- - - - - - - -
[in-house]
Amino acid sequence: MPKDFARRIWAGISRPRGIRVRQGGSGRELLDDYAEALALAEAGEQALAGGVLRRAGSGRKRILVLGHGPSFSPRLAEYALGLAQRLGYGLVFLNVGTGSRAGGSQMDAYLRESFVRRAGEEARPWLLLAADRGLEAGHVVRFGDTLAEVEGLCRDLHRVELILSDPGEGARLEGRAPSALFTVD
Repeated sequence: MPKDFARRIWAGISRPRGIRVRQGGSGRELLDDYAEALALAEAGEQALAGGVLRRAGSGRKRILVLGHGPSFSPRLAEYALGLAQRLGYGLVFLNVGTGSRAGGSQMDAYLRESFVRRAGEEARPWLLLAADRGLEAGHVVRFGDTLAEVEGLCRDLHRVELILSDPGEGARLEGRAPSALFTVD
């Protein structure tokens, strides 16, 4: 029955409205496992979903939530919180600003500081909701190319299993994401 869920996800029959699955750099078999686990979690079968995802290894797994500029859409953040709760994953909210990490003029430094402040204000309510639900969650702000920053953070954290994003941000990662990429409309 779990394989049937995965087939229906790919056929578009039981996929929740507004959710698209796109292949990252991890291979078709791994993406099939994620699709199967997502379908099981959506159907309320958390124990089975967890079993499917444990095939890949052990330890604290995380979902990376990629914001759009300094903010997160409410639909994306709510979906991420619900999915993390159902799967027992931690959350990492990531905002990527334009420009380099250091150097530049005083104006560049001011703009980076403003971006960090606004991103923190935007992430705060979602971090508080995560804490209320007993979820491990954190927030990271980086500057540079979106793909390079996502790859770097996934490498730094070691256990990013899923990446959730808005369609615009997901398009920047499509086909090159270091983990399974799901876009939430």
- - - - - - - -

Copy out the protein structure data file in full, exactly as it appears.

[in-house]
Amino acid sequence: MPKDFARRIWAGISRPRGIRVRQGGSGRELLDDYAEALALAEAGEQALAGGVLRRAGSGRKRILVLGHGPSFSPRLAEYALGLAQRLGYGLVFLNVGTGSRAGGSQMDAYLRESFVRRAGEEARPWLLLAADRGLEAGHVVRFGDTLAEVEGLCRDLHRVELILSDPGEGARLEGRAPSALFTVD
Repeated sequence: MPKDFARRIWAGISRPRGIRVRQGGSGRELLDDYAEALALAEAGEQALAGGVLRRAGSGRKRILVLGHGPSFSPRLAEYALGLAQRLGYGLVFLNVGTGSRAGGSQMDAYLRESFVRRAGEEARPWLLLAADRGLEAGHVVRFGDTLAEVEGLCRDLHRVELILSDPGEGARLEGRAPSALFTVD
């Protein structure tokens, strides 16, 4: 029955409205496992979903939530919180600003500081909701190319299993994401 869920996800029959699955750099078999686990979690079968995802290894797994500029859409953040709760994953909210990490003029430094402040204000309510639900969650702000920053953070954290994003941000990662990429409309 779990394989049937995965087939229906790919056929578009039981996929929740507004959710698209796109292949990252991890291979078709791994993406099939994620699709199967997502379908099981959506159907309320958390124990089975967890079993499917444990095939890949052990330890604290995380979902990376990629914001759009300094903010997160409410639909994306709510979906991420619900999915993390159902799967027992931690959350990492990531905002990527334009420009380099250091150097530049005083104006560049001011703009980076403003971006960090606004991103923190935007992430705060979602971090508080995560804490209320007993979820491990954190927030990271980086500057540079979106793909390079996502790859770097996934490498730094070691256990990013899923990446959730808005369609615009997901398009920047499509086909090159270091983990399974799901876009939430």